First tax treaty between Australia and Turkey
This is a summary of the tax treaty signed between Australia and Turkey on 28 April 2010 – the first between the two countries.
About the treaty
On 28 April 2010, the governments of Australia and Turkey signed a convention for the avoidance of double taxation and the prevention of fiscal evasion with respect to taxes on income. This treaty promotes closer economic co-operation between the two countries by reducing the tax barriers and expanding our economic and investment relationship.
Date of effect
The treaty entered into force on 5 June 2013, when both countries completed their domestic arrangements and exchanged diplomatic notes.
In Australia, the convention applies to:
- withholding taxes from income derived by non-residents on or after 1 January 2014
- other Australian taxes on income, profit or gains derived on or after 1 July 2013.
In Turkey, the convention applies to:
- withholding taxes paid/credited on or after 1 January 2014 and all other taxes assessed on or after 1 January 2014.
- Provides rules to treat dual resident individuals as residents of only one country.
- An enterprise will have a permanent establishment (PE) in Australia or Turkey if:
- it has a building site or installation project and that site or project lasts more than 6 months
- it carries on supervisory activities in that country for more than six months in connection with a building site, construction, installation or assembly project undertaken in that country
- substantial equipment is operated in that country by the enterprise for more than six months in any 12-month period
- it performs professional services through one or more individuals for a period exceeding 183 days in any 12-month period
- it maintains a stock of goods or merchandise for the purpose of regular delivery.
- Source taxation of business profits is limited to those profits derived through a branch or permanent establishment situated in the source country.
- Source taxation of profits from shipping and airline transport operations is limited to income from domestic transport.
- The treaty will reduce withholding taxes on payments of dividends, interest and royalties.
- Dividends on which withholding tax is payable will be taxed at 5% if:
- the dividends are derived by a company which holds at least 10% of the voting power of the Australian company paying the dividends, or
- the dividends are paid by a company that is a resident of Turkey where the company has paid the full rate of company tax in Turkey, and those dividends are derived by a company which holds at least 25% of the capital of the company paying the dividends. A general limit of 15% applies in all other cases where withholding tax is payable.
- an exemption applies for interest derived from the investment of assets by a government, its central bank or a bank performing central banking functions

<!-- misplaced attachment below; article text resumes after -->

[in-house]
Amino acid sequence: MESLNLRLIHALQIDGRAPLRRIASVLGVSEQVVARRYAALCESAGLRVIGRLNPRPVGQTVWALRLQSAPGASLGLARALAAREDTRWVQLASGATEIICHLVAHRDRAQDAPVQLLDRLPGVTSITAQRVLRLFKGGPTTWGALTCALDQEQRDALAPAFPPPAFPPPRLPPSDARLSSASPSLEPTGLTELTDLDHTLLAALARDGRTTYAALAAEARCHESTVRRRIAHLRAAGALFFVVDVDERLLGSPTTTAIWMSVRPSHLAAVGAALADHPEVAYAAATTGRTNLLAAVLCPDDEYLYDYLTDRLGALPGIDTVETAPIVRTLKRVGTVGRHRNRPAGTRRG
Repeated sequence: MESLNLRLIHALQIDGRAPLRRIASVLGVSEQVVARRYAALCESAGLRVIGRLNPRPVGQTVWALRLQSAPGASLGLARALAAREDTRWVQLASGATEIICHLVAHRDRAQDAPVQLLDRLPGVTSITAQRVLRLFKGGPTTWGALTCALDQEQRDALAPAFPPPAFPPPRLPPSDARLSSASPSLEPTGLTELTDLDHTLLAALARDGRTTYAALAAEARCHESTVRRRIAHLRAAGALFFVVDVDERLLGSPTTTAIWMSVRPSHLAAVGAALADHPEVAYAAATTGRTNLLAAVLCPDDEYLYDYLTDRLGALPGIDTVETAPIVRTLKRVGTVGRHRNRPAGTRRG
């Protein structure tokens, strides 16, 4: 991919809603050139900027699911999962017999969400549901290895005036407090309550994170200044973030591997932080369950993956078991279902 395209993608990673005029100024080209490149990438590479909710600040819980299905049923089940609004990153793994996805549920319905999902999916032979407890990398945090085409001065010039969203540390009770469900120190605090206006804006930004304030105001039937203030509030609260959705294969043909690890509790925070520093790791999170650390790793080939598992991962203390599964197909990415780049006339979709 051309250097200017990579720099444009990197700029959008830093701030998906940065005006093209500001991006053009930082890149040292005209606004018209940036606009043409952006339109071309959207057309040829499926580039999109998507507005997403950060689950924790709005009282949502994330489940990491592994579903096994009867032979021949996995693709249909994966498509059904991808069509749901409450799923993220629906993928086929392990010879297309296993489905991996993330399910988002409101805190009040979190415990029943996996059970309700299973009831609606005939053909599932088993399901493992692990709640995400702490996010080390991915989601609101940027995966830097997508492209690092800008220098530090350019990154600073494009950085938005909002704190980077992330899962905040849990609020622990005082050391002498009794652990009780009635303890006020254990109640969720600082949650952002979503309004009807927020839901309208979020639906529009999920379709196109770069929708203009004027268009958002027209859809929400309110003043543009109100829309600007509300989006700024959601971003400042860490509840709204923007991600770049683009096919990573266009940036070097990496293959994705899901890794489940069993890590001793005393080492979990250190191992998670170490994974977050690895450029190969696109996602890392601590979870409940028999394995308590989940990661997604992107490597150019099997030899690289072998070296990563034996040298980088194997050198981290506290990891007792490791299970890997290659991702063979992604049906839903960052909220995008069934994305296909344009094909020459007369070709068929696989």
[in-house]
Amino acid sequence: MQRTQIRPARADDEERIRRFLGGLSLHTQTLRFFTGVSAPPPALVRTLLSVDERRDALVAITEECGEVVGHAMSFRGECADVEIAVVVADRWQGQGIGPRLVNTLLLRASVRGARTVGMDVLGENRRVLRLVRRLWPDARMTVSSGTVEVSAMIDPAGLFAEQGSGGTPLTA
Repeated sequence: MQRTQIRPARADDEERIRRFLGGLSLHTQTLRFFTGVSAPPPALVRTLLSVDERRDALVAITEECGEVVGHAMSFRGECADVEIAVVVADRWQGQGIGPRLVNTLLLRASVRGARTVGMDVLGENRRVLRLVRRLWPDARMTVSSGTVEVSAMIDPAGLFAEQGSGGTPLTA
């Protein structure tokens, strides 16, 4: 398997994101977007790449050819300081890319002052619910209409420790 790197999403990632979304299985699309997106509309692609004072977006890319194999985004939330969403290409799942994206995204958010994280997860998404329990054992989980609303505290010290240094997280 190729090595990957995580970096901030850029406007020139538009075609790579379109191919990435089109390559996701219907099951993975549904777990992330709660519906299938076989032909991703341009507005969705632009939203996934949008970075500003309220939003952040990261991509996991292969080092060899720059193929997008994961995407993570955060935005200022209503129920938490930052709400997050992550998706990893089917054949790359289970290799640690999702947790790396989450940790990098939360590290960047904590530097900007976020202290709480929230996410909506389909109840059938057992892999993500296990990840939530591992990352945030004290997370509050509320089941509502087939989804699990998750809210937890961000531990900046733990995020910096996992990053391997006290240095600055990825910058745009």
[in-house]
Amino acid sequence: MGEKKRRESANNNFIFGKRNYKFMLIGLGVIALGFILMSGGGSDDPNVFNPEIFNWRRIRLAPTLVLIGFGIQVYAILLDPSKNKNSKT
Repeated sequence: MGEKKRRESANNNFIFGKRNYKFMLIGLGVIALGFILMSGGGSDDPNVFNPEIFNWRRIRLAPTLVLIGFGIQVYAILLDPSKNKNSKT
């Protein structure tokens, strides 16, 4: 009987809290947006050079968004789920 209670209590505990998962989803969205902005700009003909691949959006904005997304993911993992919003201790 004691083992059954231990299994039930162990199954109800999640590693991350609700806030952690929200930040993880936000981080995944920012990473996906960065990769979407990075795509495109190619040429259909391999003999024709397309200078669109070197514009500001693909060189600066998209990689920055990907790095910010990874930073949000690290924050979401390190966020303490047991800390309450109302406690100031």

- a general limit of 10% applies to all other interest.
- the withholding tax rate for royalties under this treaty is 10%.
An Alienation of Property Article is included which taxes capital gains. This is consistent with Australia's capital gains rules for non-residents
- Source taxation of independent personal services is limited to those amounts attributable to a fixed base or where the person is present in that country for at least 183 days in any 12-month period.
- Employment income paid for certain short-term visits is taxable only in the employee's country of the residence where the employer is also in the same country of residence.
- Pension and retirement annuities (other than those relating to government service) are generally taxed only in the country of residence.
- Lump sums (other than those relating to government service), paid after the age of 60 in lieu of a right to receive a pension, are to be taxed only in the country of residence of the recipient. For other lump sum payments, taxing rights are to be shared between the country of residence and the country of source.
- Income from government service will generally be taxed only in the country that pays the remuneration. Pensions, annuities or lump sums paid in respect of government services are taxable in that country unless the individual is a resident and a national of another country.
- There are rules to protect nationals and businesses of one country from tax discrimination in the other country.
- Allowance is made for mutual agreement procedures between the relevant tax authorities to resolve disputes.
- There is a framework to provide for the full exchange of taxpayer information.
Legislation and supporting material
The legislation to bring the treaty into force is contained in International Tax Agreements Amendment Act (No. 1) 2011External Link, which received royal assent on 27 June 2011.
Other supporting material
For more information about this and other Australian treaties, visit the: